If withdrawal were the key obstacle to recovery, one withdrawal experience would be enough to end it. That is, you should be able to cure people of opioid addiction by locking them away from drugs—because of how horrible it was to quit, they would never relapse, the thinking goes. This, obviously, is not what happens: within just one month of entering a detox program, studies have found, some 80 percent of people tend to relapse.

So, what really does matter in addiction? The National Institute on Drug Abuse, leaning on the DSM-5 definition, defines it as "compulsive drug seeking and use, despite harmful consequences"—withdrawal symptoms aren’t even required for the diagnosis. The hallmark trait of addiction is compulsion and craving: believing that the drug is essential to making your life work, even when it is clearly doing the opposite. "It's actually craving that matters," O'Brien said.

The distinction between addiction and dependence can even be seen in the brain, according to Ruben Baler, health scientist administrator at the National Institute on Drug Abuse. "In the beginning of any addiction, the release of dopamine is triggered by the ventral tegmental area (VTA) in the mid brain, that’s at top of the spine," he said. At this point, the substance itself seems rewarding and pleasurable.

As addiction continues, however, the brain learns that certain cues—people, places and things, as the recovery slogan puts it—predict delivery of the drug. Now, these cues actually trigger the dopamine release before the stuff is even consumed, producing craving. And once the drug is obtained, the original dose no longer satisfies and people take more and more. Eventually, using seems necessary just to feel normal.

In the brain, these changes are reflected by a shift from dopamine being released primarily from the VTA to its release coming predominantly from a region called the substantia nigra (SN). The output of the circuit changes as well: instead of affecting the ventral (in this instance, physically lower in the brain) area, the SN affects the dorsal (in this instance, upper) part. (You can think of ventral being the underside of an animal while dorsal is its top, like the dorsal fin of a shark.)

"That’s where habit formation takes place," Baler said. "So these behaviors, once they are shifted from the ventral striatum to the dorsal, they become intensely learned behaviors and they become automatic and reflexive."

With dependence, in contrast, changes occur in different regions. “That transition from ventral to dorsal, it has nothing to do with the pharmacological emergence of the physical dependence on the drug," Baler continued. That’s why, in most cases of dependence, relapse is rare: once people have fully emerged from withdrawal and no longer need the substance to cope with the symptoms they had originally, they have no craving and don’t ever want to repeat withdrawal. With addiction, in contrast, relapse is common because the condition is defined by failure to respond to negative experiences, including withdrawal.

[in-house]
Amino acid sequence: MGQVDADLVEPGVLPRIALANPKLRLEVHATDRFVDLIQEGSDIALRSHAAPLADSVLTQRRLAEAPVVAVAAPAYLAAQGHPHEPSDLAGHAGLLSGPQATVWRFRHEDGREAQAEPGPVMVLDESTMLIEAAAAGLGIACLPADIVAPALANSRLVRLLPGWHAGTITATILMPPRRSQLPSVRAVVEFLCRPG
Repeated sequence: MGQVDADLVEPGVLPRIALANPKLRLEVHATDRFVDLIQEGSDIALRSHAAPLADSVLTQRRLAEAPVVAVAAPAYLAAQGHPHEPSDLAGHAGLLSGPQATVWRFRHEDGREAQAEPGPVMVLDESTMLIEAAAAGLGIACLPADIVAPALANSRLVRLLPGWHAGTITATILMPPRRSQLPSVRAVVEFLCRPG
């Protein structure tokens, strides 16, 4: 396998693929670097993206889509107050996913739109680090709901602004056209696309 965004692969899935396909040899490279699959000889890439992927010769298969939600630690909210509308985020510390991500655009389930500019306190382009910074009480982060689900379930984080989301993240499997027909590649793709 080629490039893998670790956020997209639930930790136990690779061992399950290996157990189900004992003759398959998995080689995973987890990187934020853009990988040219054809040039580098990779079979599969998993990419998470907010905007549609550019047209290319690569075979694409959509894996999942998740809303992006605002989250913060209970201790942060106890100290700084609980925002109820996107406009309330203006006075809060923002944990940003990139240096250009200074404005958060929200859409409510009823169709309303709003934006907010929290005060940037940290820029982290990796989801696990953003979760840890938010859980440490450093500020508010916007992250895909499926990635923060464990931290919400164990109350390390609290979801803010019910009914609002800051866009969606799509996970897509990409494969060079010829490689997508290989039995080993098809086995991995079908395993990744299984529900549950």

This doesn’t mean that dependence isn’t a problem for people who are taking drugs like antidepressants, anti-anxiety medications or opioids but are no longer benefitting from them. In those cases—when the drug genuinely no longer works or has greater risks than benefits—withdrawal can still cause serious suffering.

“Part of the problem is that tapers aren’t done gradually enough,” said David Juurlink, professor of medicine and pediatrics at the University of Toronto. He described a patient who had originally been prescribed tramadol for shoulder pain, but found that when he tried to stop taking it after the pain had passed, he couldn’t sleep. "Every time he tried to cut down by just 25 milligrams, he was ruined by insomnia [so] he kept taking it for a year and a half," Juurlink explained.

Instead, Juurlink tapered him just five milligrams at a time, which required getting the drug from a special compounding pharmacy. "And now he’s off, and he’s immensely better because he’s not taking the stuff that he was taking—not for analgesia, but because he had been taking it."

When we recognize the distinction between addiction and dependence, we can focus on the problems associated with each of them rather than stigmatizing anyone who has withdrawal and any drug that causes it. We can treat people with problematic dependence with greater respect, recognizing that relieving suffering by tapering slowly, voluntarily and gently is important no matter what medical condition someone might have. Just because someone isn't addicted doesn't mean abrupt withdrawal isn't a problem.

And we can stop seeing short term inpatient "rehab" or "detoxification programs" (typically, seven to 28 days)—which keep patients isolated for the acute period of withdrawal—as the best treatment for addiction. The real problem here is why someone feels the compulsive need for escape. If you simply take away the drug without resolving that existential dilemma, relapse of some type is pretty much inevitable.